Former News of the World editor Andy Coulson has appealed against a High Court ruling that News Group Newspapers (NGN) does not have to pay his legal costs arising from the phone hacking affair.
Coulson, 44, who resigned in February 2007, has sued NGN over the construction of a clause within a severance agreement.
He wants a declaration that NGN, which stopped reimbursement in August last year, 'must pay the professional costs and expenses properly incurred' by him 'in defending allegations of criminal conduct' during his tenure.
At last December's High Court hearing, NGN's counsel told Mr Justice Supperstone the clause covered the 'occupational hazards of being an editor' and not alleged criminal activity.
It maintains that, if there is an obligation, it is triggered at the stage when proceedings are complete.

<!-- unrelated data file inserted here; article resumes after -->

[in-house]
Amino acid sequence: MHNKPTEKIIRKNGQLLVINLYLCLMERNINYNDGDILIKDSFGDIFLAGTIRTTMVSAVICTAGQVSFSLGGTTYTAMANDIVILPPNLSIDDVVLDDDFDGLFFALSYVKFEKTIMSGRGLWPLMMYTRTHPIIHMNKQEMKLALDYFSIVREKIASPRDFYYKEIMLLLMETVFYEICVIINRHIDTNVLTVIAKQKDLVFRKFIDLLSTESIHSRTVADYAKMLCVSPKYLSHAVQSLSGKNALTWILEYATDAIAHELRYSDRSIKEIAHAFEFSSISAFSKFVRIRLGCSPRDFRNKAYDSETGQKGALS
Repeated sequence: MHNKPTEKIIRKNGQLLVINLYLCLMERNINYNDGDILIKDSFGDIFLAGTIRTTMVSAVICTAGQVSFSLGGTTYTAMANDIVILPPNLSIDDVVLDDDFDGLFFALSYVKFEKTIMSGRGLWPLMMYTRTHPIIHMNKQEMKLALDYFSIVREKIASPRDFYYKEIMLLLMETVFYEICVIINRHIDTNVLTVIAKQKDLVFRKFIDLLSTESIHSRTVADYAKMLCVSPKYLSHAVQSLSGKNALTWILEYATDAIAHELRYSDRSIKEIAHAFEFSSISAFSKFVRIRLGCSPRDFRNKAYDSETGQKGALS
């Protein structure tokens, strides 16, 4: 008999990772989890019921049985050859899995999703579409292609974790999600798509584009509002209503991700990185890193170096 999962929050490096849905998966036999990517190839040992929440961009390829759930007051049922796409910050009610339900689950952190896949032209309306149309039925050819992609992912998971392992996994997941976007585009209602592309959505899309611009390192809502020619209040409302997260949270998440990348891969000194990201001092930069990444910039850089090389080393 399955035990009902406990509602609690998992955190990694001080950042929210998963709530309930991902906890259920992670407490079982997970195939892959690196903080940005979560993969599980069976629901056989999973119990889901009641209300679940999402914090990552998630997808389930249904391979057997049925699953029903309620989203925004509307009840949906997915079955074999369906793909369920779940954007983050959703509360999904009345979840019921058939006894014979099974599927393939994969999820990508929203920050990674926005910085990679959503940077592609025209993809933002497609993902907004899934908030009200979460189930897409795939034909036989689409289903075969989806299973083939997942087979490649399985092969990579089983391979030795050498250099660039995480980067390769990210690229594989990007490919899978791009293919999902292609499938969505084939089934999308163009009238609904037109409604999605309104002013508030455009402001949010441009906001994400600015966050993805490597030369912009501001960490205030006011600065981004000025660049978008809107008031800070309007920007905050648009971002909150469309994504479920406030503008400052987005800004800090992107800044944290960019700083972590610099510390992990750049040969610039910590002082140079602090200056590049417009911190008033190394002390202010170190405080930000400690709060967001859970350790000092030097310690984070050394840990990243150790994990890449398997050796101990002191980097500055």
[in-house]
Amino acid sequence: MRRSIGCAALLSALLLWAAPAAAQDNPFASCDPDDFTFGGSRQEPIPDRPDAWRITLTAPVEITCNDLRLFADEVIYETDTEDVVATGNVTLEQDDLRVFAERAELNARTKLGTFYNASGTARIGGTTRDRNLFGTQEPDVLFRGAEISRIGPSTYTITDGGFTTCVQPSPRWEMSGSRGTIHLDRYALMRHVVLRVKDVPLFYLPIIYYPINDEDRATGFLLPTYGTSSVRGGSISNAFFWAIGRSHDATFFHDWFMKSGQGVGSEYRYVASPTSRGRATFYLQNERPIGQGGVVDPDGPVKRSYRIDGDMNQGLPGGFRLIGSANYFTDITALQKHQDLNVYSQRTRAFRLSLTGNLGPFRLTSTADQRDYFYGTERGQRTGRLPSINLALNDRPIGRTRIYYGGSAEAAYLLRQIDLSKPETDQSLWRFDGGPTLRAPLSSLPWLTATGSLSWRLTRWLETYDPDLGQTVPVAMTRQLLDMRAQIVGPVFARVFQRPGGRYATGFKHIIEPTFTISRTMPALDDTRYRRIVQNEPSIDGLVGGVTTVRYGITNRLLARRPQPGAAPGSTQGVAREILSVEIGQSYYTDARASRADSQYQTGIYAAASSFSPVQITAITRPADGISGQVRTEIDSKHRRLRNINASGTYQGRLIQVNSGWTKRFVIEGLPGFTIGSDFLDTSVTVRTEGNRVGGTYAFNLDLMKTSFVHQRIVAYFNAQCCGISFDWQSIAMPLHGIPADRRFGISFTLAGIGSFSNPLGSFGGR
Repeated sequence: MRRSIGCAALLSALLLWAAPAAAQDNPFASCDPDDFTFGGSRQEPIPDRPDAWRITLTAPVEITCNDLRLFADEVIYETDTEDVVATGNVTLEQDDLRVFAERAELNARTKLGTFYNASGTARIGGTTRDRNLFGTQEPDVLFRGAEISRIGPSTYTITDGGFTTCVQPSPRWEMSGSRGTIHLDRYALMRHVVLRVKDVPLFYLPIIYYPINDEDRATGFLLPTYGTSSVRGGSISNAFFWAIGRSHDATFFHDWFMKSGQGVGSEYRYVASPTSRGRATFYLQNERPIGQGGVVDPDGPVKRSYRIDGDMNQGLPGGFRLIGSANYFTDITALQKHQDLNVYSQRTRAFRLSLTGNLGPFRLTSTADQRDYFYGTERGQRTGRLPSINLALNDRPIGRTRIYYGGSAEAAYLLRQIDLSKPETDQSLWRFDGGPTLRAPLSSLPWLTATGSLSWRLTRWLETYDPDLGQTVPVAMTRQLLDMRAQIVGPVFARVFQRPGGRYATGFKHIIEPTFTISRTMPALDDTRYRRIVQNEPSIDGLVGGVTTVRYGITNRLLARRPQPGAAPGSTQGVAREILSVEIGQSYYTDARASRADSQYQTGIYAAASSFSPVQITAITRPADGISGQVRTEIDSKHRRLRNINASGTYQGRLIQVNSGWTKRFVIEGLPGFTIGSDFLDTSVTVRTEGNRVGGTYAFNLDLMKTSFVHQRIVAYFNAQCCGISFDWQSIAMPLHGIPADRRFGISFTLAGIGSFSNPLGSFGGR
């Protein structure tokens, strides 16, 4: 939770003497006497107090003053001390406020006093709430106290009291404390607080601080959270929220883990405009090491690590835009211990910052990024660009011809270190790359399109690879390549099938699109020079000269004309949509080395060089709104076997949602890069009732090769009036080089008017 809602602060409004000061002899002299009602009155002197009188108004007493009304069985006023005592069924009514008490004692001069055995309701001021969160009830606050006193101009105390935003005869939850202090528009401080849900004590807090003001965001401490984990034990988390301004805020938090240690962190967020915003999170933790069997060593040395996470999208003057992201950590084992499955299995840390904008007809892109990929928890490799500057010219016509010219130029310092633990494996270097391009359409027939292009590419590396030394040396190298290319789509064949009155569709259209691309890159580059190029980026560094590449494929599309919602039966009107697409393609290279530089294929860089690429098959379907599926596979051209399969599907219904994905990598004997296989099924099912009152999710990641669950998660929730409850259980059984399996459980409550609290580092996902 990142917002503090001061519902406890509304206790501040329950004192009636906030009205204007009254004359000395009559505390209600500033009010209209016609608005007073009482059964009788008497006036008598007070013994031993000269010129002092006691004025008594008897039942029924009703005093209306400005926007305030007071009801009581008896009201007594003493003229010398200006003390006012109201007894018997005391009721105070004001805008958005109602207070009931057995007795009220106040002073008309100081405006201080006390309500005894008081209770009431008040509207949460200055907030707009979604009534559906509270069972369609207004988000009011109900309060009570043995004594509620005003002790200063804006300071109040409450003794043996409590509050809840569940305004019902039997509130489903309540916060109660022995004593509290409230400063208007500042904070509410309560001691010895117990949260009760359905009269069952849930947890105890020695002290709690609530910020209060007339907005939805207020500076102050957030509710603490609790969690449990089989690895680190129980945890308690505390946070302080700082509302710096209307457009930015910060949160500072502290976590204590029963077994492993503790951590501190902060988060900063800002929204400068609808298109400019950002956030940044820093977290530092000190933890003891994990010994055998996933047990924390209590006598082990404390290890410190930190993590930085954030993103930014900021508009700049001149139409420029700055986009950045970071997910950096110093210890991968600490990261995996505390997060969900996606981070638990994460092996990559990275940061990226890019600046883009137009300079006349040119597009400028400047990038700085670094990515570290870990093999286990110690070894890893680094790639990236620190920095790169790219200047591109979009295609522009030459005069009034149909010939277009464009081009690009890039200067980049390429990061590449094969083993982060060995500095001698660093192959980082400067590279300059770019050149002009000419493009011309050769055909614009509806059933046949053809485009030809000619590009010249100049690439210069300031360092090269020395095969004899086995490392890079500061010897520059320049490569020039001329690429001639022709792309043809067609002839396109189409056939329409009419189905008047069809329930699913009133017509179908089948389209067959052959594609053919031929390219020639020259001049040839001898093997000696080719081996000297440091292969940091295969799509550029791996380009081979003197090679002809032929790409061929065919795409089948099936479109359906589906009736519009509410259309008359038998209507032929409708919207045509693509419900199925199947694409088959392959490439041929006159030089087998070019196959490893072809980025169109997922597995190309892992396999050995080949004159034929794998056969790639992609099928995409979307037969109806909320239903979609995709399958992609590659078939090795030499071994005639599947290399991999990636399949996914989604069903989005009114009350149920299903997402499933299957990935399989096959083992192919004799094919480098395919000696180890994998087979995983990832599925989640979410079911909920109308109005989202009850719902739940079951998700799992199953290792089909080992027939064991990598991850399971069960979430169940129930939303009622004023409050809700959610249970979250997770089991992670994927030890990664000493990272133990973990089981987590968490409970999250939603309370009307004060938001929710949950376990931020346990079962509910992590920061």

On Thursday, three judges in the Court of Appeal agreed to an application by Coulson's lawyers to admit fresh evidence on the appeal, relating to the criminal investigation.
This included evidence from material in the press that Rebekah Brooks and some current employees of the Sun appeared to have been indemnified in respect of some criminal proceedings as they went along, rather than waiting until the end.
Coulson's counsel, Thomas Linden QC, said NGN would neither confirm nor deny whether Brooks and others had been indemnified.
Lord Justice Laws, sitting with Lord Justice Sullivan and Lord Justice McCombe, said: 'We would propose to infer that other persons, notably Rebekah Brooks, are being funded as alleged in the new evidence, absent any contradiction to that proposition.'
Coulson, who has always denied any wrongdoing, resigned from his position as Prime Minister David Cameron's director of communications, saying coverage of the scandal was making it too difficult for him to do his job.
He was in court on Thursday to hear the judges reserve their decision to a later unspecified date.
Linden said: 'In terms of Mr Coulson's position, he would like to know the answers as soon as possible as he is busy defending proceedings.'